On Schadenfreude and The Timing of Political Power

There’s a lot of quiet sniping about Governor Arnold Schwarzenegger’s failure to have his administration’s health care reform package introduced as legislation. The smell of schadenfreude is in the air and you almost hear them say, “He may be a movie-star-gazillionaire-governor, but we have a bill and he doesn’t!”

Big deal. What the Governor does have going for him is, well, he’s a movie-star-many-multi-millionaire-governor. Cripes, he even appears on The Apprentice. He has what’s known as clout. The ability to shape debates and influence legislation. He’s above needing a particular bill. He has the power to hijack most any of them.

The fact is, no bill becomes law as introduced. They are shaped by amendements, compromises and, sometimes, the force of powerful individuals. Look at what happened with AB 1672, the small group health insurance reform bill of the 90’s. You can trace it’s genesis back to AB 350, introduced by then Speaker of the Assembly Willie Brown. It would have created a “pay-or-play” system in California. It sparked the reform debate, but never became law. Instead, a conference committee was convened for AB 1672, which as originally introduced dealt with auto insurance, if I’m not mistaken. Stakeholders negotiated for months and the result was a very good piece of legislation.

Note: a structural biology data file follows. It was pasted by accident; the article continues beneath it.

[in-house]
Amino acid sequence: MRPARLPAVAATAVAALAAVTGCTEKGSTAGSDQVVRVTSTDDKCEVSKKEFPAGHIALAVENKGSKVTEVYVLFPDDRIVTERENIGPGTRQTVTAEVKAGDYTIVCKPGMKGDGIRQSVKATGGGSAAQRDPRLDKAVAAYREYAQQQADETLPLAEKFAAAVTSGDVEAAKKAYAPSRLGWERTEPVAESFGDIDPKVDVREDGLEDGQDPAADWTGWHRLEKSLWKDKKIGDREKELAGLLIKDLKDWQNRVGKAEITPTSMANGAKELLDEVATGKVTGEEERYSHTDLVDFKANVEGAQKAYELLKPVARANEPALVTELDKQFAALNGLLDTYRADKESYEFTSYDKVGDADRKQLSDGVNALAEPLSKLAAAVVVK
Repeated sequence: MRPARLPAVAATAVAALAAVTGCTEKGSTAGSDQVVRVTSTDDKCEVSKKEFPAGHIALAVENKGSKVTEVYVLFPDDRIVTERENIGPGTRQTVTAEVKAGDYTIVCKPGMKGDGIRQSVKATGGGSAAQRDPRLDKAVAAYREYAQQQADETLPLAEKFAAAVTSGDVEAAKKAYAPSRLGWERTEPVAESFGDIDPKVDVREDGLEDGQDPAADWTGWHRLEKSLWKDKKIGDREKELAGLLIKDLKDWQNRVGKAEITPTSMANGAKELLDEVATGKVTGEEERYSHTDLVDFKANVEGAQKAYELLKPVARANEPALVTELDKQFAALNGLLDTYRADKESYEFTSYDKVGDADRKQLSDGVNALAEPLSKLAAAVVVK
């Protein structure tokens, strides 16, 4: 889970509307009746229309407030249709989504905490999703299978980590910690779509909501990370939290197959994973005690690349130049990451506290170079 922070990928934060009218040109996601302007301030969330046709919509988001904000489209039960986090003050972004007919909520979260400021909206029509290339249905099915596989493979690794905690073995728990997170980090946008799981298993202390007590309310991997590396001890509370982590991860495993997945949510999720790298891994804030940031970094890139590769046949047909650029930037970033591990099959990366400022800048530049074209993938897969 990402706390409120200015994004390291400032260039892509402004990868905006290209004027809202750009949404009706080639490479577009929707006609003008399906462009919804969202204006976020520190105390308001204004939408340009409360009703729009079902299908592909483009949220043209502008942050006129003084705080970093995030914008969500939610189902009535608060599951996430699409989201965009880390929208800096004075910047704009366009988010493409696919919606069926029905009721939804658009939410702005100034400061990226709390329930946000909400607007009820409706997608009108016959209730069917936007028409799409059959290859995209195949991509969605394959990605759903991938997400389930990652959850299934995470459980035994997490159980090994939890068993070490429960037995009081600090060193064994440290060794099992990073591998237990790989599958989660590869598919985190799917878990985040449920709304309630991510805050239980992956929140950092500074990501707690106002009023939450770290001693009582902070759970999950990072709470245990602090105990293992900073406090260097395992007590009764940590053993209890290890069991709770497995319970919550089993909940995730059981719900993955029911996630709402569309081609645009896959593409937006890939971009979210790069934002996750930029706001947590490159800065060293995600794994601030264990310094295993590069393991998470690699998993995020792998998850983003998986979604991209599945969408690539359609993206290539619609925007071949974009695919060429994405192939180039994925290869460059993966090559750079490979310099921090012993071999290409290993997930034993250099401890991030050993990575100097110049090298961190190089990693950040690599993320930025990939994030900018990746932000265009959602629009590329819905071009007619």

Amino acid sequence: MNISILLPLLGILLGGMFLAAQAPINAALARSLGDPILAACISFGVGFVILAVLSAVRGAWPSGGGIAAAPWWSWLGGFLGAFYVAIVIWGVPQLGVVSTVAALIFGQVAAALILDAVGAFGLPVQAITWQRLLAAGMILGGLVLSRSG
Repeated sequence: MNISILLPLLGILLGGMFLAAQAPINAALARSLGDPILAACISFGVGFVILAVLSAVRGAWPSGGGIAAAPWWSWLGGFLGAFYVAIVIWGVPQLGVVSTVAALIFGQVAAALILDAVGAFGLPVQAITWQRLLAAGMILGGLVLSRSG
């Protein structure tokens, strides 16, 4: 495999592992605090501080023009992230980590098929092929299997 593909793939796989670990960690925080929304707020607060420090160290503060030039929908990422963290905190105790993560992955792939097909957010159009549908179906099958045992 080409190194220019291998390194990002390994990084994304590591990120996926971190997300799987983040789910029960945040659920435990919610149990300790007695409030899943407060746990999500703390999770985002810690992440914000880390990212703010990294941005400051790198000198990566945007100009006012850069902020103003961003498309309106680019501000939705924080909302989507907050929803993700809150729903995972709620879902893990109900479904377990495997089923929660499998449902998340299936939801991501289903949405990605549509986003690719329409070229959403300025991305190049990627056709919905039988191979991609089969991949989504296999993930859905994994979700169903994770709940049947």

The moral of the AB 1672 story is, the health care reforms being introduced now are merely the starting point. Eventually real negotiations will start. The political sausage making process will kick in and the political clout the governor enjoys will come into play. It would be fun to watch if the outcome wasn’t so darn important.